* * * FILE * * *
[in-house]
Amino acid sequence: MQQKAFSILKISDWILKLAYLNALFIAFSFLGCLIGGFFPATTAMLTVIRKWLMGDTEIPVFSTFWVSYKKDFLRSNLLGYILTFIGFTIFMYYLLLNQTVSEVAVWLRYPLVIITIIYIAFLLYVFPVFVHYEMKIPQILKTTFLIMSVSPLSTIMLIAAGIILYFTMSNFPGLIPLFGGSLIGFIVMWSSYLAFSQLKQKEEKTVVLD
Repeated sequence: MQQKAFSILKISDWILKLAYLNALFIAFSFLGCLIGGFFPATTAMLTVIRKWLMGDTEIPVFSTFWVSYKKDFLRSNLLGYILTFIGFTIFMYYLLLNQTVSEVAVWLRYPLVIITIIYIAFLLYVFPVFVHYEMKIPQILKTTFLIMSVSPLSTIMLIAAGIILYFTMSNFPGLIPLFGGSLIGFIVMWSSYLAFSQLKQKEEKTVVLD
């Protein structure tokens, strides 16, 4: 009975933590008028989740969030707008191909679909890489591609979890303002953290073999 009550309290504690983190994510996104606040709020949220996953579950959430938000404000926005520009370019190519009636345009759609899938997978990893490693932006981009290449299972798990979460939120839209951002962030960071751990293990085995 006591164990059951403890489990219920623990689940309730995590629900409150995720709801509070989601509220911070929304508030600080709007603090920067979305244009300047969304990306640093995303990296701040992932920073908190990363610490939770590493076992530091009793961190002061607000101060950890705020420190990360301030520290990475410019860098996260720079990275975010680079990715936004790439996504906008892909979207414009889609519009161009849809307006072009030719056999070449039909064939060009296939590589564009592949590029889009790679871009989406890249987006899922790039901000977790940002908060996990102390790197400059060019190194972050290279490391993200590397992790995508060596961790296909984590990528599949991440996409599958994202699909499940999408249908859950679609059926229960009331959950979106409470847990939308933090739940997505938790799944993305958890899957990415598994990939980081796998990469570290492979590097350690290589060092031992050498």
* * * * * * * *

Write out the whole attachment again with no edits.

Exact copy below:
[in-house]
Amino acid sequence: MQQKAFSILKISDWILKLAYLNALFIAFSFLGCLIGGFFPATTAMLTVIRKWLMGDTEIPVFSTFWVSYKKDFLRSNLLGYILTFIGFTIFMYYLLLNQTVSEVAVWLRYPLVIITIIYIAFLLYVFPVFVHYEMKIPQILKTTFLIMSVSPLSTIMLIAAGIILYFTMSNFPGLIPLFGGSLIGFIVMWSSYLAFSQLKQKEEKTVVLD
Repeated sequence: MQQKAFSILKISDWILKLAYLNALFIAFSFLGCLIGGFFPATTAMLTVIRKWLMGDTEIPVFSTFWVSYKKDFLRSNLLGYILTFIGFTIFMYYLLLNQTVSEVAVWLRYPLVIITIIYIAFLLYVFPVFVHYEMKIPQILKTTFLIMSVSPLSTIMLIAAGIILYFTMSNFPGLIPLFGGSLIGFIVMWSSYLAFSQLKQKEEKTVVLD
């Protein structure tokens, strides 16, 4: 009975933590008028989740969030707008191909679909890489591609979890303002953290073999 009550309290504690983190994510996104606040709020949220996953579950959430938000404000926005520009370019190519009636345009759609899938997978990893490693932006981009290449299972798990979460939120839209951002962030960071751990293990085995 006591164990059951403890489990219920623990689940309730995590629900409150995720709801509070989601509220911070929304508030600080709007603090920067979305244009300047969304990306640093995303990296701040992932920073908190990363610490939770590493076992530091009793961190002061607000101060950890705020420190990360301030520290990475410019860098996260720079990275975010680079990715936004790439996504906008892909979207414009889609519009161009849809307006072009030719056999070449039909064939060009296939590589564009592949590029889009790679871009989406890249987006899922790039901000977790940002908060996990102390790197400059060019190194972050290279490391993200590397992790995508060596961790296909984590990528599949991440996409599958994202699909499940999408249908859950679609059926229960009331959950979106409470847990939308933090739940997505938790799944993305958890899957990415598994990939980081796998990469570290492979590097350690290589060092031992050498």